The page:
Malawi is heavily dependent on natural resources, mainly soils, water, fisheries from inland lakes and fuel wood from forests. The biggest lake, Lake Malawi, drains freely into the Indian Ocean through the Shire River then the Zambezi. The Shire River is of great economic importance to Malawi. The Shire River generates more than 98% of Malawi's electricity, supports abundant fisheries, and provides freshwater for irrigation in Malawi's plantations such as Illovo Sugar at Nchalo; as well as other domestic and industrial uses. There are also several regionally important wetlands and marshes in the Shire basin, which include important breeding sites for migratory birds, and are home to several key wildlife conservation areas. The Upper, Middle and Lower Shire River basins are important areas for the production of crops and for the preservation and conservation of forests and wildlife. However, the Lower Shire Valley is vulnerable to floods and droughts. Extensive land use, including the wanton cutting down of trees on the Middle and Upper Shire Valleys, has resulted in severe land degradation and soil erosion, leading to siltation of the Shire River and its tributaries, seriously affecting hydro-electric power generation, human health and fisheries.

    In addition, some tributaries of the Shire River pass through heavily cultivated areas, townships and cities, resulting in water pollution from human and industrial wastes, and agricultural chemicals, which have serious impacts on human health, food, environment and fisheries, and sustainable rural livelihoods. Further, floods have resulted in severe crop loss, infrastructure destruction, including roads and the only rail line that links the south to the center, resulting in serious socio-economic disruptions, food insecurity, and diseases, such as diarrhea, cholera and malaria.

    Specifically, the flood plains, wetlands and forests of the Lower Shire Valley are an important habitat for wildlife and for crop production (rice, cotton, beans, sorghum, millets and sugar cane). More than half a million people living in the Lower Shire Valley are directly vulnerable to climatic extremes such as droughts and floods. National disasters have been declared every few years in this valley. For example, over the last ten years the Shire Valley has experienced some of the worst droughts (1991/92) and floods (2000/01) in living memory. These resulted in low agricultural output, hence hunger, malnutrition and loss of human and animal life, disruption of electricity, and many other socio-economic and industrial activities.

  5. Rationale for developing the NAPA

    It is against this background that Malawi decided to develop its National Adaptation Programmes of Action (NAPA). This was done by synthesizing the vulnerabilities of eight major economic sectors in relation to several international, national and local development policies and strategies, which included Agenda 21, Multilateral Environmental Agreements (MEAs), SADC Biodiversity Strategy, National Biodiversity Strategy and Action Plan (NBSAP),Vision 2020, Malawi Poverty Reduction Strategy (MPRS), Malawi Economic Growth Strategy (MEGS) and the National Environmental Action Plan (NEAP) (UNEP, 2003; UNFCCC, 2003; SADC, 2005; MG, 1998, 2002b). Further, sectoral environmental action plans and disaster preparedness and emergency response plans were also consulted. This process involved a wide consultation with various stakeholders in the public and private sector organizations, including local leaders, religious and faith groups, academicians, non-governmental organizations (NGOs), civil society, and highly vulnerable rural communities throughout the country, (OPC, 1997; SADC, 2002; EAD, 2002a, 2002b).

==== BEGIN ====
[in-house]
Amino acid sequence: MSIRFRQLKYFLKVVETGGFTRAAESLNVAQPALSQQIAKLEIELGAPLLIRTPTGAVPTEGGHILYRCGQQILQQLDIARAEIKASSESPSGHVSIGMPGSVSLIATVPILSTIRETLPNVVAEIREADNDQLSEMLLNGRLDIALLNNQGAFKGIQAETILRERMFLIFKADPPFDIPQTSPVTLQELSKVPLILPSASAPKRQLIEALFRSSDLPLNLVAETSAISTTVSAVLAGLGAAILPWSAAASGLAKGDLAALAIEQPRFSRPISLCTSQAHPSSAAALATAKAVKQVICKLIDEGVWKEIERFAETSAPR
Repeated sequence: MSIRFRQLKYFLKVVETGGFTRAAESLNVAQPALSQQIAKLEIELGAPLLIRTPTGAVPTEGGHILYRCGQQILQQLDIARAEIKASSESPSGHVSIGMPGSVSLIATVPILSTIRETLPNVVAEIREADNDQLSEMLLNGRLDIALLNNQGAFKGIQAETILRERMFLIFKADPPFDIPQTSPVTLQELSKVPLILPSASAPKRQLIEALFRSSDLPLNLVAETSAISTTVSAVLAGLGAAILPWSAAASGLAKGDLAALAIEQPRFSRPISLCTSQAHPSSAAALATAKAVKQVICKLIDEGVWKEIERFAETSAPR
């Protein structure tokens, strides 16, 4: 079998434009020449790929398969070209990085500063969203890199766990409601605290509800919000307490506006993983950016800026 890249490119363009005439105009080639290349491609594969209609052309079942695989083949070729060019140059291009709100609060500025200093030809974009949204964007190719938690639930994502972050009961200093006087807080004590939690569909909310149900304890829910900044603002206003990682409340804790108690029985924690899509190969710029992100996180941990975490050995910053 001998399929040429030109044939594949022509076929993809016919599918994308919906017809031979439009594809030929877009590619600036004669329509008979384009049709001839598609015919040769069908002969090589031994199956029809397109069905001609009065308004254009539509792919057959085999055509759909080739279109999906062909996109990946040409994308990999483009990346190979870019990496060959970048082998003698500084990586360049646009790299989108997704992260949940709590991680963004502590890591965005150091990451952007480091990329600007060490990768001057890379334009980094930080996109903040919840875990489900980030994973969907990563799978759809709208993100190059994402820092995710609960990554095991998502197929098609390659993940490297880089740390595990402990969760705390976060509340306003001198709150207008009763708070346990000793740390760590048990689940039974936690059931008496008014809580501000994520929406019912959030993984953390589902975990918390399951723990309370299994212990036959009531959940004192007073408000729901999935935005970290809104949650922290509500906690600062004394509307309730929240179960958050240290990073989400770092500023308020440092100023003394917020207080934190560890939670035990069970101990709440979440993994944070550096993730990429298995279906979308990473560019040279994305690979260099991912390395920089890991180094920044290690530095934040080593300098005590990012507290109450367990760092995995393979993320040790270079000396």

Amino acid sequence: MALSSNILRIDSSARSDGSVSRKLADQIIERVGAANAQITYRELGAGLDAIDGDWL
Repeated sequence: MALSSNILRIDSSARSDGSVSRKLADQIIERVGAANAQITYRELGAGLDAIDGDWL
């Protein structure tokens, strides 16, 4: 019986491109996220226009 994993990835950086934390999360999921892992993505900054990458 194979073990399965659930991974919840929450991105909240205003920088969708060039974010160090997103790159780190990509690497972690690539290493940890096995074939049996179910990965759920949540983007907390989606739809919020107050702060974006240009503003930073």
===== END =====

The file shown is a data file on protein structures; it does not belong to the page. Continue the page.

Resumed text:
The identified short list of urgent and immediate needs for adaptation were ranked using multi-criteria analysis (MCA) to arrive at priority adaptation options that require urgent attention in the following sectors: agriculture, water, human health, energy, fisheries, wildlife, gender and forestry. There is need to urgently implement these priority activities so as to reduce the vulnerability of rural communities to the adverse impacts of extreme weather events caused by climate change, a situation that will enable rural communities adapt to climate change, and attain food security, reduce poverty, reduce environmental degradation and achieve sustainable rural livelihoods.

  6. Objectives of the NAPA

    The NAPA document has been developed to enable Malawi address her urgent and immediate adaptation needs caused by climate change and extreme weather events. Specifically, the document aims at: (i) identifying a list of priority activities, (ii) formulating priority adaptation options, (iii) building capacity for adapting to longer-term climate change and variability, and (iv) raising public awareness on the urgency to adapt to the adverse effects of extreme weather events.